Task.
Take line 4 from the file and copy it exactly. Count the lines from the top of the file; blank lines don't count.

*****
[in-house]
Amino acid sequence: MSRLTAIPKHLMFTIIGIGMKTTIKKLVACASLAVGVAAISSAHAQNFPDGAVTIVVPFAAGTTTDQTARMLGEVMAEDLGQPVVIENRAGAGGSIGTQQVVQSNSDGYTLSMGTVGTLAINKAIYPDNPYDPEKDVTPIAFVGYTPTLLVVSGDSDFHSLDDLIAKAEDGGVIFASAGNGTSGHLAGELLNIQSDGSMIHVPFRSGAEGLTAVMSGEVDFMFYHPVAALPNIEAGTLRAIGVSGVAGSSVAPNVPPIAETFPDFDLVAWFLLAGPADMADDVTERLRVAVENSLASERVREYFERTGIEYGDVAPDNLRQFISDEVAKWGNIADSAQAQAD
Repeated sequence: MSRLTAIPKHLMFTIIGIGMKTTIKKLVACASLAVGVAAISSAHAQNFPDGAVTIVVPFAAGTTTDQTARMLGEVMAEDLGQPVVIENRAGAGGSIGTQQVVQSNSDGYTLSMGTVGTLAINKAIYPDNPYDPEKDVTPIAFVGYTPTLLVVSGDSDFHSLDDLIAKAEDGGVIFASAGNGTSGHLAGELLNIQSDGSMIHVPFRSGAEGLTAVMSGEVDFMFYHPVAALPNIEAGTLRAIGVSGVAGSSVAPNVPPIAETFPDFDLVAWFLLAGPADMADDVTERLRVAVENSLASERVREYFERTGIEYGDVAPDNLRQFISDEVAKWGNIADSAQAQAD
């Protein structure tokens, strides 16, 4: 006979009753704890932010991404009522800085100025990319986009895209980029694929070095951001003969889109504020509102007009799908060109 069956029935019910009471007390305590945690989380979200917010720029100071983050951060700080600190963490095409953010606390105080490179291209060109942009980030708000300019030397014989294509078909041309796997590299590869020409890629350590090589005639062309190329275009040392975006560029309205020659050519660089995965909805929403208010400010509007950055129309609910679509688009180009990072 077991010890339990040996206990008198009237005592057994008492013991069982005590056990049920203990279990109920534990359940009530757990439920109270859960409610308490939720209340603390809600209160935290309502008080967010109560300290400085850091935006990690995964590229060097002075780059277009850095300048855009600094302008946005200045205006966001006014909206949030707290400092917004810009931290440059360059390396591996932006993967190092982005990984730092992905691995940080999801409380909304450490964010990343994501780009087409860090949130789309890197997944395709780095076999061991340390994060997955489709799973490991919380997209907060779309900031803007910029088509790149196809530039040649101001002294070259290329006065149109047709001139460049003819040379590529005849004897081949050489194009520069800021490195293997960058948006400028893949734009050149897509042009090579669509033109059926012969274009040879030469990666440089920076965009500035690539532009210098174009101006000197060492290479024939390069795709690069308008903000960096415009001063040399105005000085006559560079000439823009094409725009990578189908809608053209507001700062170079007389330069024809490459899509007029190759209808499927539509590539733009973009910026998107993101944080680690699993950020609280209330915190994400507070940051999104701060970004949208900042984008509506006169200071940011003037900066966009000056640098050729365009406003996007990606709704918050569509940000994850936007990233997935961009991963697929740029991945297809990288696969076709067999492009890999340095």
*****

């Protein structure tokens, strides 16, 4: 006979009753704890932010991404009522800085100025990319986009895209980029694929070095951001003969889109504020509102007009799908060109 069956029935019910009471007390305590945690989380979200917010720029100071983050951060700080600190963490095409953010606390105080490179291209060109942009980030708000300019030397014989294509078909041309796997590299590869020409890629350590090589005639062309190329275009040392975006560029309205020659050519660089995965909805929403208010400010509007950055129309609910679509688009180009990072 077991010890339990040996206990008198009237005592057994008492013991069982005590056990049920203990279990109920534990359940009530757990439920109270859960409610308490939720209340603390809600209160935290309502008080967010109560300290400085850091935006990690995964590229060097002075780059277009850095300048855009600094302008946005200045205006966001006014909206949030707290400092917004810009931290440059360059390396591996932006993967190092982005990984730092992905691995940080999801409380909304450490964010990343994501780009087409860090949130789309890197997944395709780095076999061991340390994060997955489709799973490991919380997209907060779309900031803007910029088509790149196809530039040649101001002294070259290329006065149109047709001139460049003819040379590529005849004897081949050489194009520069800021490195293997960058948006400028893949734009050149897509042009090579669509033109059926012969274009040879030469990666440089920076965009500035690539532009210098174009101006000197060492290479024939390069795709690069308008903000960096415009001063040399105005000085006559560079000439823009094409725009990578189908809608053209507001700062170079007389330069024809490459899509007029190759209808499927539509590539733009973009910026998107993101944080680690699993950020609280209330915190994400507070940051999104701060970004949208900042984008509506006169200071940011003037900066966009000056640098050729365009406003996007990606709704918050569509940000994850936007990233997935961009991963697929740029991945297809990288696969076709067999492009890999340095």